Samsung Knox, the security system that runs on a plethora of the company's Android smartphones, was recently found to be suffering from a host of security problems.
In a paper recently submitted by Israeli researchers Uri Kanonov and Avishai Wool, three key vulnerabilities were found to exist in specific versions of Knox. Users running Knox version 1.0-2.3 are vulnerable, especially if they're using an older Samsung device.
SEE: BYOD (Bring Your Own Device) Policy Template (Tech Pro Research)
In its take on the research, The Register pointed out a specific line in the paper that stood out. In contrasting Knox 1.0 with its latest iterations, the researchers found that "the latest Knox improves security—while also making security sacrifices in favour of user satisfaction."
The eCryptFS key is supposed to mix the user's password and a 32-bit key to provide encryption, but the vulnerability "allows an attacker to decrypt Knox encrypted data without knowing the user's password."
Next up was the vulnerability CVE-2016-1920, which allows an app running outside of Knox to run a man-in-the-middle (MITM) attack against Knox SSL traffic. With this vulnerability, a third-party app running VPN-related permissions can run traffic through it.
Last, but not least, was CVE-2016-3996, which "allows an attacker to steal the contents of the Knox clipboard." A Knox proprietary service called clipboardEx gives access to both Android and Knox clipboards, and is the vehicle through which the attacker gains access to content stored on the clipboards.
It's important to note that, as of late 2015, Samsung was informed of these vulnerabilities and they have been patched. However, it is still up to the vendors to issue their individual updates, and users should always check to make sure they have received the update.
SEE: Android Security Update May 2016: What you need to know (TechRepublic)
Samsung originally announced Knox in early 2013 as an end-to-end security solution for Android. After Knox integration with Android was announced in 2014, it seemed that Android was well on its way to getting the kind of native security required of enterprise deployments.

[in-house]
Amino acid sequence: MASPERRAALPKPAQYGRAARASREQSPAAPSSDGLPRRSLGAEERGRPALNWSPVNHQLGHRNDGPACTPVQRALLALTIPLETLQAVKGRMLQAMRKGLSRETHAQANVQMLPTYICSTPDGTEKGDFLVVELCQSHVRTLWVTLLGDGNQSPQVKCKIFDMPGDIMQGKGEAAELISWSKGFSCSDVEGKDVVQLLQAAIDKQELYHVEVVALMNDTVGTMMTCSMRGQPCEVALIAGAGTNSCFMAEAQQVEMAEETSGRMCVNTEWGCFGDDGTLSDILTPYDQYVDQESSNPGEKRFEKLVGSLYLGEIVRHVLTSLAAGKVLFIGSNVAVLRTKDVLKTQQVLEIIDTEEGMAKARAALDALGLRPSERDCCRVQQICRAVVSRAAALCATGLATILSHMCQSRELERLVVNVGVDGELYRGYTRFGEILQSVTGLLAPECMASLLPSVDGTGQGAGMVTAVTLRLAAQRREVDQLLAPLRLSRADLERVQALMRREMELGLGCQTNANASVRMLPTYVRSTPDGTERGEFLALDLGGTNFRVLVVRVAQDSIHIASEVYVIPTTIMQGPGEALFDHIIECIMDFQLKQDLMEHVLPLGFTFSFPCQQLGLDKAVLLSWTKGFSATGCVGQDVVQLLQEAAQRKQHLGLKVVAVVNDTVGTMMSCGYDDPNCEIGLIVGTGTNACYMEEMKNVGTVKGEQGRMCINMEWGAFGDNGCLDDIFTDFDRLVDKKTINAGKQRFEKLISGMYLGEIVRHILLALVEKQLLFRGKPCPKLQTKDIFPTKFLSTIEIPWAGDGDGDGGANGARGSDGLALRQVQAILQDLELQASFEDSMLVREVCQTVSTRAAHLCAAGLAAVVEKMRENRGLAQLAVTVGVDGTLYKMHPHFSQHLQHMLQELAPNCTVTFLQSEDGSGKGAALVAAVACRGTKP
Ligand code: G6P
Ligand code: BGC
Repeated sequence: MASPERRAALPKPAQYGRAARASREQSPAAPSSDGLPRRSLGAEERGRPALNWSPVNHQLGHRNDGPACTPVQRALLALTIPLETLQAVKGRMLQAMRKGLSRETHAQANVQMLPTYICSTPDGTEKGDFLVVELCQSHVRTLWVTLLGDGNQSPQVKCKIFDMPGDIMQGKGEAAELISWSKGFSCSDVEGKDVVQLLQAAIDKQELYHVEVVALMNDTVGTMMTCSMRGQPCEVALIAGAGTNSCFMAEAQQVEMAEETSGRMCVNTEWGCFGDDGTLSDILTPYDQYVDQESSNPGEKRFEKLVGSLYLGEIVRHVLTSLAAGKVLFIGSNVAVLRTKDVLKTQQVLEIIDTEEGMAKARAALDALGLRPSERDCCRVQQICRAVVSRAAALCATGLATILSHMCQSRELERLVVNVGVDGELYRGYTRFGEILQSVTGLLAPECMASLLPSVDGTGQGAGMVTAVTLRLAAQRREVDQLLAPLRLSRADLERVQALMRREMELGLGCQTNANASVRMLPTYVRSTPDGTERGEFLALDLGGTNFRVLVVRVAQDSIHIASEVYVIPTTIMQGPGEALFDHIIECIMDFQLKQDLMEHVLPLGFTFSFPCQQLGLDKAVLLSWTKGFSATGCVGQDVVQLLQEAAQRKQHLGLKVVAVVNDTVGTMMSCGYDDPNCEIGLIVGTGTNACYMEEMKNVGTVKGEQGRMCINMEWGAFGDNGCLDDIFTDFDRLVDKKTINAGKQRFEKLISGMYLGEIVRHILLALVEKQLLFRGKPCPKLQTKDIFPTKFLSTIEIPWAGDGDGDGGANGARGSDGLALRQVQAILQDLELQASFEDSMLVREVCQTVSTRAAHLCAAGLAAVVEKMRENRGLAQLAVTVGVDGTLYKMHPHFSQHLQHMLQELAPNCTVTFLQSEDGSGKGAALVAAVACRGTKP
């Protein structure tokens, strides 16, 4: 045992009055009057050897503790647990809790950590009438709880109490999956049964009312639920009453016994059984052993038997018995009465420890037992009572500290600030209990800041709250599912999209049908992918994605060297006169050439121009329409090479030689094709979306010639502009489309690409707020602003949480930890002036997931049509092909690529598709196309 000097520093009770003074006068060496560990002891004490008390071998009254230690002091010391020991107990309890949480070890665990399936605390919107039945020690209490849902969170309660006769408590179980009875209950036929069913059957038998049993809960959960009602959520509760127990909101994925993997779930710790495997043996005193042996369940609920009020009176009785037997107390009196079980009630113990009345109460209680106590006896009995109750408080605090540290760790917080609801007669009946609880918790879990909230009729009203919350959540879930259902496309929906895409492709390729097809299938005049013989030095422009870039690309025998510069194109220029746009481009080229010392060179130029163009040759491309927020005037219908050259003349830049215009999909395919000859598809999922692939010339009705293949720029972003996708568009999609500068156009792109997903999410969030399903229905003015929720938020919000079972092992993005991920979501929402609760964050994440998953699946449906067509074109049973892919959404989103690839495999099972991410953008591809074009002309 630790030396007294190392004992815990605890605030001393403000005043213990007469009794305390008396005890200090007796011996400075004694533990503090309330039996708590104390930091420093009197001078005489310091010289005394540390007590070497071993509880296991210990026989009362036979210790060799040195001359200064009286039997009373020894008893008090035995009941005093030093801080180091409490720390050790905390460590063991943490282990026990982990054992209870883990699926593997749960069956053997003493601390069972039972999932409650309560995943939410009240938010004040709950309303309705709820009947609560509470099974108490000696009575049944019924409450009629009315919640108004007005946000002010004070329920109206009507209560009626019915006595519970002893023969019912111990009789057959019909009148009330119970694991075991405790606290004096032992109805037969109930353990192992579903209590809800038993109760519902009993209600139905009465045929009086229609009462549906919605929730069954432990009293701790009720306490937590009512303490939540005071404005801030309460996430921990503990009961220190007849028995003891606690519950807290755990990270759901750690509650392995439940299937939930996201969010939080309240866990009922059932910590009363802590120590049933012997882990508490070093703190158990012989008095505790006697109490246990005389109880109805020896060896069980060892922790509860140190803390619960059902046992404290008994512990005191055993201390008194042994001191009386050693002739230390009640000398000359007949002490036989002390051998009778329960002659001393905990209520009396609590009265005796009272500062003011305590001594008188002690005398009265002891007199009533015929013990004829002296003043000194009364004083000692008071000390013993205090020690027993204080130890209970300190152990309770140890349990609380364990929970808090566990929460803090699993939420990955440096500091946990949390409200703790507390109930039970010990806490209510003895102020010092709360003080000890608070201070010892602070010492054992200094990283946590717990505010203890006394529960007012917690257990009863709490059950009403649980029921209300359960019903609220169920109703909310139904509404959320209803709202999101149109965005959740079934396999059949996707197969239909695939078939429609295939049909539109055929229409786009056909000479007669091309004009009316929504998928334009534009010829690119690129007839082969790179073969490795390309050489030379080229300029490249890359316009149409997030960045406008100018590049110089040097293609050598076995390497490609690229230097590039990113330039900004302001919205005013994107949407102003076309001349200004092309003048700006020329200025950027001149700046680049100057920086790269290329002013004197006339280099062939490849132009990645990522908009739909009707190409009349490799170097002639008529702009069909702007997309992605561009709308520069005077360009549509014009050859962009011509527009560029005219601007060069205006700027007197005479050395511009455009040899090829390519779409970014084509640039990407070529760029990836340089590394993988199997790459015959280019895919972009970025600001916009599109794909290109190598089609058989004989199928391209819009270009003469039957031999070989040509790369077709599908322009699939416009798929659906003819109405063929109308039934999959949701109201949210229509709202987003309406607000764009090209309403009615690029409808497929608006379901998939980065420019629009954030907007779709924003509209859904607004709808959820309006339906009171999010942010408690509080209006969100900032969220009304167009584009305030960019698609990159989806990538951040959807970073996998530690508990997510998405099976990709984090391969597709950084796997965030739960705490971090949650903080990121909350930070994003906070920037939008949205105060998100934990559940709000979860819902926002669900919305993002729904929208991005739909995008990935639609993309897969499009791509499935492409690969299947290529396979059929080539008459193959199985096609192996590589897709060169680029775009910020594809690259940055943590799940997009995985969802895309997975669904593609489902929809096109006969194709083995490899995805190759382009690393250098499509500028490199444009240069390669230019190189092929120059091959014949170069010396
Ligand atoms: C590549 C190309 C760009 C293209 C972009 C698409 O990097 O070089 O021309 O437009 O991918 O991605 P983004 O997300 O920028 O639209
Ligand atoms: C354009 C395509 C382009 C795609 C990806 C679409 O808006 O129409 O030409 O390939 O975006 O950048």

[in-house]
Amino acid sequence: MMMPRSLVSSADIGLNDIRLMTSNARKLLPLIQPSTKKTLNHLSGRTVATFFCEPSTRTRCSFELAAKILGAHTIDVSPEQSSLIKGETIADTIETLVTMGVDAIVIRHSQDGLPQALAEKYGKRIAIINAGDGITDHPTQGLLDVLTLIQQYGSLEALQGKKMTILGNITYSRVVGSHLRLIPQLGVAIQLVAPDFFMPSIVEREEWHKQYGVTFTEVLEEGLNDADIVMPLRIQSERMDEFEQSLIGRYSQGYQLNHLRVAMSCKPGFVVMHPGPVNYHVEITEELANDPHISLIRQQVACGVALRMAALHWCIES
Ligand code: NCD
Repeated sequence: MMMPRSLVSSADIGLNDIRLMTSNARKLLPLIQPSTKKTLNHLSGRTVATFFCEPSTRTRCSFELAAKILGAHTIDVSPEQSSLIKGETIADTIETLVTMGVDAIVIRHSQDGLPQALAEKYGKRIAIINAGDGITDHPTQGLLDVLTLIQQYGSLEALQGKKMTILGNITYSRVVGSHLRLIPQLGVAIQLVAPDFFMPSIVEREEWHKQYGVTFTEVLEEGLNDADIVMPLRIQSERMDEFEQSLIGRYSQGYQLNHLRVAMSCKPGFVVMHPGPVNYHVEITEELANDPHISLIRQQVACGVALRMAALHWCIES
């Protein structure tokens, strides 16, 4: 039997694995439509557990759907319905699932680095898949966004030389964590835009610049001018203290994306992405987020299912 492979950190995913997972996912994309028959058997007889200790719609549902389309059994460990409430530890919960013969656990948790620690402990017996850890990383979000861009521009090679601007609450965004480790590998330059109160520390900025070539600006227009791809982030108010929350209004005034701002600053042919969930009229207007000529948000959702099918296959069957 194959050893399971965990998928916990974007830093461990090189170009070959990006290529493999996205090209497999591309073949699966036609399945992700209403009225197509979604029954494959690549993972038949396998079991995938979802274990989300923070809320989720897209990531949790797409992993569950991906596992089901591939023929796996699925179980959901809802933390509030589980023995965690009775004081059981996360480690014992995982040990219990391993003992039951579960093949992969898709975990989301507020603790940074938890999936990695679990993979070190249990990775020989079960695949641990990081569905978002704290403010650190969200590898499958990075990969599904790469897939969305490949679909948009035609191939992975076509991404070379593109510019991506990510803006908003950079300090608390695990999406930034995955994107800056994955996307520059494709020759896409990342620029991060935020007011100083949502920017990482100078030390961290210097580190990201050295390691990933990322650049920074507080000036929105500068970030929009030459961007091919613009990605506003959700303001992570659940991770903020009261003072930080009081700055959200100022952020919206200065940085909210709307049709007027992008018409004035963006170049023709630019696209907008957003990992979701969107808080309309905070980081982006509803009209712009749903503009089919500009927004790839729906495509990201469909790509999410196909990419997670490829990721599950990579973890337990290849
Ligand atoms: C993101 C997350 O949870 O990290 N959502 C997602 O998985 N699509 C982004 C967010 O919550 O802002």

However, these vulnerabilities along with continued fragmentation in the Android ecosystem, could be evidence that Android still has some work to do before it can reach wider adoption in the workplace.
The 3 big takeaways for TechRepublic readers
- Tel Aviv University researchers found three vulnerabilities in Samsung Knox that affect versions 1.0-2.3, meaning that some users could still be at risk. Patches have been issued, but users must be sure they have updated their device.
- The researchers pointed out that the latest version of Knox seemed to have improved security in some regards, but also made sacrifices to other areas of security to make it easier for users.
- The announcement of these vulnerabilities could be problematic for Android in the enterprise, as Knox was one of the key security features hoping to show that the phones are ready for the workforce.
- Samsung Galaxy S7 isn't sexy, but delivers value on security and business features (TechRepublic)
- For privacy and security, change these Android settings right now (ZDNet)
- Knox integration could be the key to Android in the enterprise (TechRepublic)
- Turn your old Android device into a security camera (ZDNet)
- How to find out your Android Marshmallow Security Patch level (TechRepublic)
Conner Forrest has nothing to disclose. He doesn't hold investments in the technology companies he covers.
Conner Forrest is a Senior Editor for TechRepublic. He covers enterprise technology and is interested in the convergence of tech and culture.